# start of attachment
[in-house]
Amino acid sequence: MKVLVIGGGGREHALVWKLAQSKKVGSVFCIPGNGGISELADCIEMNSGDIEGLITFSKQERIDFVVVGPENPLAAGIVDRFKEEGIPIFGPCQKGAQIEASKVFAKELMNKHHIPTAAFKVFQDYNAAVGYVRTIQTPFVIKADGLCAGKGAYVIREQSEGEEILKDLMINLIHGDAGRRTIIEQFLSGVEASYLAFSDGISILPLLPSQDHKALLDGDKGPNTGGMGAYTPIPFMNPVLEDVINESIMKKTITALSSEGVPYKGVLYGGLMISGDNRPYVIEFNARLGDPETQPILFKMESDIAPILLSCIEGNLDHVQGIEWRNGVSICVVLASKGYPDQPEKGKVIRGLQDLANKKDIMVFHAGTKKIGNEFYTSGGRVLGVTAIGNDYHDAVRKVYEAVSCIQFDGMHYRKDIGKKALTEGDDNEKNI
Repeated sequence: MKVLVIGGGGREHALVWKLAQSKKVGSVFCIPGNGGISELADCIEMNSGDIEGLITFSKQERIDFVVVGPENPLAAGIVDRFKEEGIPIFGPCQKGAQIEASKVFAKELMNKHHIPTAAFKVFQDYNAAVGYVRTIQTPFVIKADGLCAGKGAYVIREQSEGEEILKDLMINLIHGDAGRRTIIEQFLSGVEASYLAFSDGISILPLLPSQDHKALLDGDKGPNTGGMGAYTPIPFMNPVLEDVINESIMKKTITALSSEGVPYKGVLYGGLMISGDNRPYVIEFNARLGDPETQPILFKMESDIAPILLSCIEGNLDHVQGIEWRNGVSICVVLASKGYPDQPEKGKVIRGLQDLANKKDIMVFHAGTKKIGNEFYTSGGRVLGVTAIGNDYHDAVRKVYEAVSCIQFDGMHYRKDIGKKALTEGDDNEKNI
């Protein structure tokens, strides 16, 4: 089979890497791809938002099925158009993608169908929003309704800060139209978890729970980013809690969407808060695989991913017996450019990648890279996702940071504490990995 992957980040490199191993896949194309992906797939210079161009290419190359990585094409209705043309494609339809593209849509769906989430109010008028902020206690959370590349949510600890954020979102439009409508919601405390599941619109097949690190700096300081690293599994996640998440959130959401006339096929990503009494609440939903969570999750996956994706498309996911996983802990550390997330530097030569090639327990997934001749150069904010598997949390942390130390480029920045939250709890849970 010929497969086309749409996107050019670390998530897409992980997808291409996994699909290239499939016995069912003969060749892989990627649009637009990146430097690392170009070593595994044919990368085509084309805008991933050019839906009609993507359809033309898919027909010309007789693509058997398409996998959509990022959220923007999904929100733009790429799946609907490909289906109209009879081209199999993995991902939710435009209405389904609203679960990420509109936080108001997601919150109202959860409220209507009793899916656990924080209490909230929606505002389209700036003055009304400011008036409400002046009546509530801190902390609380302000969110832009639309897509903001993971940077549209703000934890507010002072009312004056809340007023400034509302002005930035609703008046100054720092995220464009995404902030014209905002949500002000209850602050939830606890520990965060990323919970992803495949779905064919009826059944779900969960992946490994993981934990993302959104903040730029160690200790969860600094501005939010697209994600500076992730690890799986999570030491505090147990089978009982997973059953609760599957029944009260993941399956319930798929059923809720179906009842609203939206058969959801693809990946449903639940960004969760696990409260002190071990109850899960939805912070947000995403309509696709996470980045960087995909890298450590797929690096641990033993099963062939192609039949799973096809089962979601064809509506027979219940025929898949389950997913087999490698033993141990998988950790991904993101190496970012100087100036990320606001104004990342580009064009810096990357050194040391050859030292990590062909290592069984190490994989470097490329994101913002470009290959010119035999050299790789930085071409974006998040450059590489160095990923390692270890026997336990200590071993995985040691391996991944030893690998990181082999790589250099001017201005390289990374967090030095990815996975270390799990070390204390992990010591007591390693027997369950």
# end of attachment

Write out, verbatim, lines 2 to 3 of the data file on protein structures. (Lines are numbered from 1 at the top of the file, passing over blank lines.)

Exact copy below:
Amino acid sequence: MKVLVIGGGGREHALVWKLAQSKKVGSVFCIPGNGGISELADCIEMNSGDIEGLITFSKQERIDFVVVGPENPLAAGIVDRFKEEGIPIFGPCQKGAQIEASKVFAKELMNKHHIPTAAFKVFQDYNAAVGYVRTIQTPFVIKADGLCAGKGAYVIREQSEGEEILKDLMINLIHGDAGRRTIIEQFLSGVEASYLAFSDGISILPLLPSQDHKALLDGDKGPNTGGMGAYTPIPFMNPVLEDVINESIMKKTITALSSEGVPYKGVLYGGLMISGDNRPYVIEFNARLGDPETQPILFKMESDIAPILLSCIEGNLDHVQGIEWRNGVSICVVLASKGYPDQPEKGKVIRGLQDLANKKDIMVFHAGTKKIGNEFYTSGGRVLGVTAIGNDYHDAVRKVYEAVSCIQFDGMHYRKDIGKKALTEGDDNEKNI
Repeated sequence: MKVLVIGGGGREHALVWKLAQSKKVGSVFCIPGNGGISELADCIEMNSGDIEGLITFSKQERIDFVVVGPENPLAAGIVDRFKEEGIPIFGPCQKGAQIEASKVFAKELMNKHHIPTAAFKVFQDYNAAVGYVRTIQTPFVIKADGLCAGKGAYVIREQSEGEEILKDLMINLIHGDAGRRTIIEQFLSGVEASYLAFSDGISILPLLPSQDHKALLDGDKGPNTGGMGAYTPIPFMNPVLEDVINESIMKKTITALSSEGVPYKGVLYGGLMISGDNRPYVIEFNARLGDPETQPILFKMESDIAPILLSCIEGNLDHVQGIEWRNGVSICVVLASKGYPDQPEKGKVIRGLQDLANKKDIMVFHAGTKKIGNEFYTSGGRVLGVTAIGNDYHDAVRKVYEAVSCIQFDGMHYRKDIGKKALTEGDDNEKNI